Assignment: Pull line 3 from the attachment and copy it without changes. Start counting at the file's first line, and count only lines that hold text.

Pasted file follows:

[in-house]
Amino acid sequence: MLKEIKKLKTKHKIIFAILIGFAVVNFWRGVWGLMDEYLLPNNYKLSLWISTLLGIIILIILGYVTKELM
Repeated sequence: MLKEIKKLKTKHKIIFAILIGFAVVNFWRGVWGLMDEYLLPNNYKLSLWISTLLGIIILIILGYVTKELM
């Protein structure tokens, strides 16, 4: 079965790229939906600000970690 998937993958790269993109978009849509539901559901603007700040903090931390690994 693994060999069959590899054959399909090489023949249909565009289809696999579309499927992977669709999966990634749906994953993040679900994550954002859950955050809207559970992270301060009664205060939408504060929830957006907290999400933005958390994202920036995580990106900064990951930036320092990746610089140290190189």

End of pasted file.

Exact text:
Repeated sequence: MLKEIKKLKTKHKIIFAILIGFAVVNFWRGVWGLMDEYLLPNNYKLSLWISTLLGIIILIILGYVTKELM